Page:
reverse threading

the path back is the path forward


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wrinkles. [two artists tuesday]

barney spring 2020

in the last year of my sweet momma’s life, at not quite 94, she would say astonished things like, “i looked in the mirror and i look like an old woman!”  we would laugh together when we mentioned her age and that she had earned every last wrinkle, every age spot, every grey hair.  never have i seen a more beautiful old woman.  in a life that spanned from 1921 to 2015 her hazel eyes saw vast changes, world hurdles, family loss and strife, wild technological advances.  and love.

barney was born around the same time as my momma.  i wonder about the life he had before he arrived in the basement boiler room.  was he a honkytonk piano, a barroom upright, a sunday school accompaniment, the instrument in someone’s drawing room?  he was headed to the scrap guy when we met him and we intervened.  i suppose as he has lingered in our backyard these last five years he would wonder about the reflection in the mirror, his outer shell, those wrinkles, that peeling laminate, the keys that no longer play.  does he realize that chipmunks perch on his brow and snack on acorns?  does he realize that birds land, patiently in wait for their respective and restrained turns at the birdfeeder?  does he realize that his soul remains rich, his exterior beautiful in its aging?

i laid awake for hours in the middle of the night last night.  i looked in the virtual mirror in my mind and saw wooden stages and boom mics, big pianos and blue jeans.  i realized, suddenly, that i am older.  despite everything that would suggest to me, try to convince me of, the contrary, i have gotten older.

scrolling through social media during this time of distancing it is stunning to see all the ways people are incorporating posting with streaming, youtube, visiting with google hangout, facetime, videoconferencing with zoom, webex, as they try to be there without being there.  it’s exhausting.

my 1970s-lingering-self puts on readers and starts to read the directions.  the chipmunks are perched on my brow and i resource apps to stay in the loop and do my part to help keep people connected in a time where connection could easily fall away.

i take a deep breath and remember the day that my sweet momma’s iphone facebook status read (from her assisted living facility in tampa) that she was checked in at a miami dolphins game in miami.  i quickly and quietly fixed it for her.

and then i giggle and think, ‘heck.  if she can do it, i can do it.’

it is the symbiosis of peeling back the layers, honoring the wrinkles, relying on each other’s strengths in the mirror and working together, the virtual birdfeeder our community.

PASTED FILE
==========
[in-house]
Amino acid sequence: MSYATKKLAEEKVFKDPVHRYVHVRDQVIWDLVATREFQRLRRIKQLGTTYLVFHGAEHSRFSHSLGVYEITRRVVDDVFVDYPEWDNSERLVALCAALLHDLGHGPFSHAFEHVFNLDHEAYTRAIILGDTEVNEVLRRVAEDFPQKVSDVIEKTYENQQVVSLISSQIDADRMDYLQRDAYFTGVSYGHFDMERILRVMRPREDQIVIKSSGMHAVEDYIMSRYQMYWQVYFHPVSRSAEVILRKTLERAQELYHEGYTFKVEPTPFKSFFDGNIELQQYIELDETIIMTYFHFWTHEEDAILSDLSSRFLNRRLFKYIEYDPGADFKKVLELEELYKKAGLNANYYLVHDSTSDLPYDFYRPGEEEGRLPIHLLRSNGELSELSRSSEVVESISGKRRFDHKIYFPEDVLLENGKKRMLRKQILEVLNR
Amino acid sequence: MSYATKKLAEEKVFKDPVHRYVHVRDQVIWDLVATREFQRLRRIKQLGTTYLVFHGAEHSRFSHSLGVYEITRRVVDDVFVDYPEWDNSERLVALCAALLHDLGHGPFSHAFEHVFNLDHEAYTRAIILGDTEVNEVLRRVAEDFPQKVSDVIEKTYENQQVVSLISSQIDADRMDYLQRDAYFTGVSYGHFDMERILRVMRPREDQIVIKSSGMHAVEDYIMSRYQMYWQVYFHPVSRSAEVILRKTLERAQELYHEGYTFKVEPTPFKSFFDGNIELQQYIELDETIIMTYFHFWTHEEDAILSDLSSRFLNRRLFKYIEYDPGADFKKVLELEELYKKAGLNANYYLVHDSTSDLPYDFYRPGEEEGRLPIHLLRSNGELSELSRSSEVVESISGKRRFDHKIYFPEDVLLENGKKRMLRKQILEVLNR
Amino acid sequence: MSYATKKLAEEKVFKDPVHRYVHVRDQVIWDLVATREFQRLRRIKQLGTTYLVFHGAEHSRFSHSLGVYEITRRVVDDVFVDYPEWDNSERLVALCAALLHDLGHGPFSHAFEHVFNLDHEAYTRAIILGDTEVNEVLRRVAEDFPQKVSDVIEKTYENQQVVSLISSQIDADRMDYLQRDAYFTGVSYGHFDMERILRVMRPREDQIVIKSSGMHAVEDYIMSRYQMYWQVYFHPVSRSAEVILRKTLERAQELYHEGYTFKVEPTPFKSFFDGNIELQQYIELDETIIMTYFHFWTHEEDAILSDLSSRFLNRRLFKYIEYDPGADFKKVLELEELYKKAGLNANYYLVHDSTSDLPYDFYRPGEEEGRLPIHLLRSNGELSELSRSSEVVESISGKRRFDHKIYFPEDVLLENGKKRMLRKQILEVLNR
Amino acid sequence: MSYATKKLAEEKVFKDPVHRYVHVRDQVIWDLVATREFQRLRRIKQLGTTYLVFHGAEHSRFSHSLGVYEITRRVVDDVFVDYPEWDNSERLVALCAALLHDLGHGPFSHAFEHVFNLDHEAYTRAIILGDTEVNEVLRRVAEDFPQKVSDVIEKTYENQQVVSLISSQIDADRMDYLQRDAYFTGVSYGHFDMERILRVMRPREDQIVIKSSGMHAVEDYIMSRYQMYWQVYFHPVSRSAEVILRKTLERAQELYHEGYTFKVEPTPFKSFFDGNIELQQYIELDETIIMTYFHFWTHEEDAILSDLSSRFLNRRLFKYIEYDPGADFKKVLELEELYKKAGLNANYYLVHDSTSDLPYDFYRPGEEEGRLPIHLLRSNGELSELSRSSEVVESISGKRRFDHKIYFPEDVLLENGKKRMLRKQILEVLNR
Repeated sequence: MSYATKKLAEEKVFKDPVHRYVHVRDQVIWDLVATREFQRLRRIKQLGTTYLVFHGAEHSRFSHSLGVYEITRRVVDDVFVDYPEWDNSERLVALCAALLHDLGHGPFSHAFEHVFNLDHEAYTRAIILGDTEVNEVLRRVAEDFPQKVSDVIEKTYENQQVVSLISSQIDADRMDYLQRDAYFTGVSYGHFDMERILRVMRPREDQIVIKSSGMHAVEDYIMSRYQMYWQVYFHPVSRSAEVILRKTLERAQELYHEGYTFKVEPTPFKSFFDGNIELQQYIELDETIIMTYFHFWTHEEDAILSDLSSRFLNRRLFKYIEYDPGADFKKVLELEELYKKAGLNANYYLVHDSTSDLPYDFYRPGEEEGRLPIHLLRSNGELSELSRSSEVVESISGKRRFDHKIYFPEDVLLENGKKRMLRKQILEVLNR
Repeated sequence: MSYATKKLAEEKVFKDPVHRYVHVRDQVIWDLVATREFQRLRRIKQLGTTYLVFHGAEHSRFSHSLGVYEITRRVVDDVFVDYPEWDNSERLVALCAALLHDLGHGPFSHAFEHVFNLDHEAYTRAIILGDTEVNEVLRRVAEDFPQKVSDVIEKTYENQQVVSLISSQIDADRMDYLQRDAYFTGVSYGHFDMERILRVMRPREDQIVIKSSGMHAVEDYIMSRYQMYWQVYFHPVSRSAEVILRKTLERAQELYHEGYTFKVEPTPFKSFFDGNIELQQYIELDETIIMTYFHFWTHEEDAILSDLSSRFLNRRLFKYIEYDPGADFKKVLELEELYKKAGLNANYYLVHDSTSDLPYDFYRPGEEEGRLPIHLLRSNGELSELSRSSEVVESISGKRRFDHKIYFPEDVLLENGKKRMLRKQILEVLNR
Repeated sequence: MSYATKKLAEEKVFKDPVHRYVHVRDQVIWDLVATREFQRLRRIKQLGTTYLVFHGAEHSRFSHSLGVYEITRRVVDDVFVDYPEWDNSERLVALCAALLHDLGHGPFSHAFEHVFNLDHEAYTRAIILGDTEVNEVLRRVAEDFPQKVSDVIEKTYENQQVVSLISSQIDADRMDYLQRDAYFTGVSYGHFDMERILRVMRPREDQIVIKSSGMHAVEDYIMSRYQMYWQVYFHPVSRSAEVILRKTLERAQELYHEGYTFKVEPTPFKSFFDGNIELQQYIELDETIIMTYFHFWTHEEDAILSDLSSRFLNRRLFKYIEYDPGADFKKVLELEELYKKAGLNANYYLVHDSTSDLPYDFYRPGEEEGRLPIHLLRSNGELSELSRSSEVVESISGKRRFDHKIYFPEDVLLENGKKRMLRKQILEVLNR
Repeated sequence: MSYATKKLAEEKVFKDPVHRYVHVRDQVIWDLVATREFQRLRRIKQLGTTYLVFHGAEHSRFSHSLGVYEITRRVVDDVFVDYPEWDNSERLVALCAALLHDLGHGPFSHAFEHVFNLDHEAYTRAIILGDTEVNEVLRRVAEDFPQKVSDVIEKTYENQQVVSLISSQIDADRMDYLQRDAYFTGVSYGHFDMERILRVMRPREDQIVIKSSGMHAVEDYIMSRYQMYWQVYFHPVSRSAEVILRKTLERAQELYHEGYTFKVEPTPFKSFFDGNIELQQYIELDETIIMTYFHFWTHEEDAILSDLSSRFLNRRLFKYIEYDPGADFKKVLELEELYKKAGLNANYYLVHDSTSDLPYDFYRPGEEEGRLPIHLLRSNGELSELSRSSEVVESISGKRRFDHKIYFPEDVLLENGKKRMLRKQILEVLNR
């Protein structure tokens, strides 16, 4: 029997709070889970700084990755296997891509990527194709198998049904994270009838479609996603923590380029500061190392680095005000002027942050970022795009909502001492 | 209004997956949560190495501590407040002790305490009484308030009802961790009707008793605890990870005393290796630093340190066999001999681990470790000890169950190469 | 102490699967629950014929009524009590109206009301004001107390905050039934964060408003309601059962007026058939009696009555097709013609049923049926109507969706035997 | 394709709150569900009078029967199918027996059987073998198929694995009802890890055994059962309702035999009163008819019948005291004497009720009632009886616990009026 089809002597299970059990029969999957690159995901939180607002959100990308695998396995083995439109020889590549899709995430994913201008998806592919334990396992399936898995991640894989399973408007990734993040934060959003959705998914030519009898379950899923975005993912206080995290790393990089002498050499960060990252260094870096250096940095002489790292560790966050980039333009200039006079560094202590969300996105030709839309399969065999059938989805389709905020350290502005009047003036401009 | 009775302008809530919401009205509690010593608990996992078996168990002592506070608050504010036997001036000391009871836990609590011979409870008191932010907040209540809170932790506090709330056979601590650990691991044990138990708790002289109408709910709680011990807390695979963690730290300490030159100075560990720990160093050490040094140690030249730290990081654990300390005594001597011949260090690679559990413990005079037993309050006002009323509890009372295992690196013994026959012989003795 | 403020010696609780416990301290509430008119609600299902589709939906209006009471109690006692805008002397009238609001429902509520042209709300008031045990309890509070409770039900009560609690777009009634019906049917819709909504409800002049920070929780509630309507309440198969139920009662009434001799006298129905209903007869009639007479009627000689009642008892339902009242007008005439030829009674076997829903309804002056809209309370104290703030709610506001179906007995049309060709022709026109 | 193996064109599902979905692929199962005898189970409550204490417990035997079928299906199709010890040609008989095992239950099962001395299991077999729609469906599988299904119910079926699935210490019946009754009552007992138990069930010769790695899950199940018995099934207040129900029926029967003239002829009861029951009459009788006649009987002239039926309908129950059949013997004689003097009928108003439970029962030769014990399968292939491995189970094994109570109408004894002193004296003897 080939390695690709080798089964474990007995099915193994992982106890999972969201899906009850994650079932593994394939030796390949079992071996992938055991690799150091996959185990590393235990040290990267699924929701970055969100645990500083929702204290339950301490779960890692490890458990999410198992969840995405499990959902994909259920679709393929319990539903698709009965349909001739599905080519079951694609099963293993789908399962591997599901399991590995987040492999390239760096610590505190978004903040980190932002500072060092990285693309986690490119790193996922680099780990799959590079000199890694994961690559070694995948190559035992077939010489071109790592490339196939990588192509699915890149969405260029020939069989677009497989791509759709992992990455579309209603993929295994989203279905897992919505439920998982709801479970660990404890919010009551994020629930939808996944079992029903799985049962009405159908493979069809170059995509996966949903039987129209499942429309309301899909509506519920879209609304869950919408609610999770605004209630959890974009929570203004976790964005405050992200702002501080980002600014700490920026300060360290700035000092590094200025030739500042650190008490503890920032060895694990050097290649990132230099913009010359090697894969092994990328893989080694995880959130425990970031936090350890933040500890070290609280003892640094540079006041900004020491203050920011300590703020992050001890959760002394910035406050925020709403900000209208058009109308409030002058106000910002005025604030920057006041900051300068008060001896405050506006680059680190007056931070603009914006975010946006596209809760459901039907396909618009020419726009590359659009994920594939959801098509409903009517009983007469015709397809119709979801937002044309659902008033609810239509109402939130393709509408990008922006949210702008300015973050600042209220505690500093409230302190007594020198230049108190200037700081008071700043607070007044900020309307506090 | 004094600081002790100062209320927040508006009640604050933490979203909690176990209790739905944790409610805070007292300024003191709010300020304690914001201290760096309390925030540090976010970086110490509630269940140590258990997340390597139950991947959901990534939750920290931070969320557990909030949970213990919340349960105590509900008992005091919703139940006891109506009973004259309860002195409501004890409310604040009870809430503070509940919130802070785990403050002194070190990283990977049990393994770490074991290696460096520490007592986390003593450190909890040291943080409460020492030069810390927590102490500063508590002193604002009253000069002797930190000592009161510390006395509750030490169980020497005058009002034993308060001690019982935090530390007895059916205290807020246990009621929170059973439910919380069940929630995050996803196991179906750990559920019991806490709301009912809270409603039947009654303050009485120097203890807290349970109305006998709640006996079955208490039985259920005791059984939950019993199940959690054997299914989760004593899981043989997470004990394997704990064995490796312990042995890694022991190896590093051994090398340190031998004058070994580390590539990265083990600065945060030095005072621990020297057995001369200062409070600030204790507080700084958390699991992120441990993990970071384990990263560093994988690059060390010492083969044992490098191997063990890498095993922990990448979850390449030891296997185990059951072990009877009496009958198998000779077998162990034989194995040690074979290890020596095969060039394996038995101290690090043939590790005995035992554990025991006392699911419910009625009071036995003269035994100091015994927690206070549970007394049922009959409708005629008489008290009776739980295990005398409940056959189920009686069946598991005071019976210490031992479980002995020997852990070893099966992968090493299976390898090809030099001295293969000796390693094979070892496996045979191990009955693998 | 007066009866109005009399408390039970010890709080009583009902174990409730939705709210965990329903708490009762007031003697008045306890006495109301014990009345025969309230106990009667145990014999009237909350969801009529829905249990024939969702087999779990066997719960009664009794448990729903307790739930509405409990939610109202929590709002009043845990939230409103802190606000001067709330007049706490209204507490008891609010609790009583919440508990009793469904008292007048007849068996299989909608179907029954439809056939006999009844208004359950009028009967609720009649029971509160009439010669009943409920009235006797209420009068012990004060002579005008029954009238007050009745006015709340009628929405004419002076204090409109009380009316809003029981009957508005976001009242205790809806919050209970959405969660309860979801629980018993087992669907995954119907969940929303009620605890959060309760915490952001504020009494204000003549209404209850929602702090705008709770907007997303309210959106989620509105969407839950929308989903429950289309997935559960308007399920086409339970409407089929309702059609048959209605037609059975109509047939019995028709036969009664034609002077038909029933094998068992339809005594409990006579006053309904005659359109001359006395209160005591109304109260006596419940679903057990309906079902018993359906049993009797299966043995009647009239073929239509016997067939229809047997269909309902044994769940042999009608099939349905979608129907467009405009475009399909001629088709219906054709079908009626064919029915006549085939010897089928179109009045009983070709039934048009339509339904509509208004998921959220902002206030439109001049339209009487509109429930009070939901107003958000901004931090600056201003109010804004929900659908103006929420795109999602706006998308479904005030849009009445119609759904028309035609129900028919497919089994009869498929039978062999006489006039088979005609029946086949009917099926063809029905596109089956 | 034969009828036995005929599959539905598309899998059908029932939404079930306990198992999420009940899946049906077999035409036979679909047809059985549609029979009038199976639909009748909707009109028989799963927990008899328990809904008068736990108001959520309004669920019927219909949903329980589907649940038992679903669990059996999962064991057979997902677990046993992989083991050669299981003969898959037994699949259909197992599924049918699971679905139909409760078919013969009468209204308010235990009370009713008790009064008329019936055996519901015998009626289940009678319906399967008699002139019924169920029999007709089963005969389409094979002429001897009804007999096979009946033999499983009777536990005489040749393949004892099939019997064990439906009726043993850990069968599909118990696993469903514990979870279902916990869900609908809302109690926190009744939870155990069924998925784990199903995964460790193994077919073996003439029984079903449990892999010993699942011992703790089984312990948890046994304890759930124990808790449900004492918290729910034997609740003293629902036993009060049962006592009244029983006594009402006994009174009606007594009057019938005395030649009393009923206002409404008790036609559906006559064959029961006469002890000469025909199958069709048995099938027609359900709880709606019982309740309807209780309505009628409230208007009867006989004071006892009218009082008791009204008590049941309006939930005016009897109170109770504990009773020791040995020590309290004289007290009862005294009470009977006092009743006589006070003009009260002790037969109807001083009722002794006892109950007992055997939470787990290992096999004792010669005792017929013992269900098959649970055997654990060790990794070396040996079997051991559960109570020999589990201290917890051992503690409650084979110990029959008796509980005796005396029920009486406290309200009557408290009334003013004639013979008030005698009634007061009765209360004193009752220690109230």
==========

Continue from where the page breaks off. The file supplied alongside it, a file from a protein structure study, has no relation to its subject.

read DAVID’S thoughts this TWO ARTISTS TUESDAY

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when we all do better. [merely-a-thought monday]

we all do better when

blank.  it’s blank.  this book i carry with me.  it’s a journal, but i’ve never ever written in it.  created by sue bender, the plain and simple journal has photographs of amish quilts and the shortest snippets of writings, many gleaned from time that sue spent in an amish community.  i’m not sure why i haven’t written in it; perhaps it is a very-prolonged beaky rule – to save it.  i do know that its pages have both comforted me and made me think.  perhaps my own writing-on-these-pages would distract me or, once the pages are filled with scribble, it will detract from the printed snippets and fall out of i-carry-it-with-me grace.  either way, it’s blank.  and it’s profoundly wise.

“an amish woman told me, ‘making a batch of vegetable soup, it’s not right for the carrot to say i taste better than the peas, or the pea to say i taste better than the cabbage.  it takes all the vegetables to make a good soup.” (sue bender)

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“to reconcile our seeming opposites, to see them as both, not one or the other, is our constant challenge.” (sue bender)

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“we all do better when we all do better.” (paul wellstone)

for where is it that we can not glory in another’s success, mourn with another’s failure, weep with another’s grief, dance with another’s bliss?  we share the space.  in community.  not division.

we share the ride – we are all vegetables in the soup – we are not one or the other – and yes, we all do better when we all do better.

read DAVID’S thoughts this MERELY-A-THOUGHT MONDAY

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white rot fungi. [not-so-flawed wednesday]

nurselog in woods copy.JPG

“healer of the forest” nurselogs are numerous in the woods we hike in.  the white rot fungi grow easily in the outer bark of the tree, breaking down the structure of the wood and allowing small pockets of rich soil to form, remediating and inviting moss, mushrooms and small plants to feast on the nutrients and grow, stretching roots around the fallen tree to plant themselves deeper into the ground.  small animals find welcome in these healers and they live companionably together, each benefiting the other.  the concentric circles ripple outward.  symbiosis.  harmony.

i’m trying not to read the news as often these days.  i find it deafeningly dissonant. apparently, we, as a human race, are not naturally healers.  instead, we are creators of havoc, bullying, agenda-pushing individuals who give little care to remediating or living companionably together.  the concentric circles that ripple outward are filled with toxins; people get lost in power and control games, indeed benefiting no species whatsoever.  strident discord.

we could learn something from white rot fungi.

read DAVID’S thoughts this NOT-SO-FLAWED WEDNESDAY

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